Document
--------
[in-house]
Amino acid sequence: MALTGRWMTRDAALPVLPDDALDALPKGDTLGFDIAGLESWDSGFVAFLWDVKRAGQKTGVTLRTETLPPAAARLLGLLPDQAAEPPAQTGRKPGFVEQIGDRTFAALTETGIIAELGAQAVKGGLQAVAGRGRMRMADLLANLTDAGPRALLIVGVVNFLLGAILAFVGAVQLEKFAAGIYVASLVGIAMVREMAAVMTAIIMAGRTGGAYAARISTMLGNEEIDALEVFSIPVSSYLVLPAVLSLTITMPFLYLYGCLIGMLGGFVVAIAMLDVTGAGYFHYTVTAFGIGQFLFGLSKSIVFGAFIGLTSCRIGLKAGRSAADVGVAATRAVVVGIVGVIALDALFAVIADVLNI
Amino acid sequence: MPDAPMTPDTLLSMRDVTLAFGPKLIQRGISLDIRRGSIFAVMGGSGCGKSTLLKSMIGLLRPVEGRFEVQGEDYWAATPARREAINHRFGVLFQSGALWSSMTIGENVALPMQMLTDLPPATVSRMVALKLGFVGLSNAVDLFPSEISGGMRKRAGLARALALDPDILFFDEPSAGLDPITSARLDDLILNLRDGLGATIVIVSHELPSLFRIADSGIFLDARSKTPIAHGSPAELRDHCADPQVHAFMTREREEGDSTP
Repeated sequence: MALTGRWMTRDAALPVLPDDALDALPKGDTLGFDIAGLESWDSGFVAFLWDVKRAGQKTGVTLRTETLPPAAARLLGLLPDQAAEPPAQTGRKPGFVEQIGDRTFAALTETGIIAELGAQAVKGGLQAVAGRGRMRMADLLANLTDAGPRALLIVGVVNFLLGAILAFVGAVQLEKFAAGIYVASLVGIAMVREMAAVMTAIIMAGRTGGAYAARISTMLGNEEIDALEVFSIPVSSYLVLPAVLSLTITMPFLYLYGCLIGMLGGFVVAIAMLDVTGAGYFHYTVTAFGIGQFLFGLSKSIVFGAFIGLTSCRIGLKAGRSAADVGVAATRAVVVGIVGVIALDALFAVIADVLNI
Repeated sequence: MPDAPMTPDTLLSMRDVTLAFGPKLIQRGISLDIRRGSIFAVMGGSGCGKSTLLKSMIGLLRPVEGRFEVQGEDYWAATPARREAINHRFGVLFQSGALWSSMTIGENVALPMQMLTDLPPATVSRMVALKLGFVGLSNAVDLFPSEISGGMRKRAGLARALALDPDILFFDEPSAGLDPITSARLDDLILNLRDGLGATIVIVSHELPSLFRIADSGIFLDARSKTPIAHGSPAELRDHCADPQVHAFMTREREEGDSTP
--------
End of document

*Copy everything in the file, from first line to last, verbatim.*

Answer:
[in-house]
Amino acid sequence: MALTGRWMTRDAALPVLPDDALDALPKGDTLGFDIAGLESWDSGFVAFLWDVKRAGQKTGVTLRTETLPPAAARLLGLLPDQAAEPPAQTGRKPGFVEQIGDRTFAALTETGIIAELGAQAVKGGLQAVAGRGRMRMADLLANLTDAGPRALLIVGVVNFLLGAILAFVGAVQLEKFAAGIYVASLVGIAMVREMAAVMTAIIMAGRTGGAYAARISTMLGNEEIDALEVFSIPVSSYLVLPAVLSLTITMPFLYLYGCLIGMLGGFVVAIAMLDVTGAGYFHYTVTAFGIGQFLFGLSKSIVFGAFIGLTSCRIGLKAGRSAADVGVAATRAVVVGIVGVIALDALFAVIADVLNI
Amino acid sequence: MPDAPMTPDTLLSMRDVTLAFGPKLIQRGISLDIRRGSIFAVMGGSGCGKSTLLKSMIGLLRPVEGRFEVQGEDYWAATPARREAINHRFGVLFQSGALWSSMTIGENVALPMQMLTDLPPATVSRMVALKLGFVGLSNAVDLFPSEISGGMRKRAGLARALALDPDILFFDEPSAGLDPITSARLDDLILNLRDGLGATIVIVSHELPSLFRIADSGIFLDARSKTPIAHGSPAELRDHCADPQVHAFMTREREEGDSTP
Repeated sequence: MALTGRWMTRDAALPVLPDDALDALPKGDTLGFDIAGLESWDSGFVAFLWDVKRAGQKTGVTLRTETLPPAAARLLGLLPDQAAEPPAQTGRKPGFVEQIGDRTFAALTETGIIAELGAQAVKGGLQAVAGRGRMRMADLLANLTDAGPRALLIVGVVNFLLGAILAFVGAVQLEKFAAGIYVASLVGIAMVREMAAVMTAIIMAGRTGGAYAARISTMLGNEEIDALEVFSIPVSSYLVLPAVLSLTITMPFLYLYGCLIGMLGGFVVAIAMLDVTGAGYFHYTVTAFGIGQFLFGLSKSIVFGAFIGLTSCRIGLKAGRSAADVGVAATRAVVVGIVGVIALDALFAVIADVLNI
Repeated sequence: MPDAPMTPDTLLSMRDVTLAFGPKLIQRGISLDIRRGSIFAVMGGSGCGKSTLLKSMIGLLRPVEGRFEVQGEDYWAATPARREAINHRFGVLFQSGALWSSMTIGENVALPMQMLTDLPPATVSRMVALKLGFVGLSNAVDLFPSEISGGMRKRAGLARALALDPDILFFDEPSAGLDPITSARLDDLILNLRDGLGATIVIVSHELPSLFRIADSGIFLDARSKTPIAHGSPAELRDHCADPQVHAFMTREREEGDSTP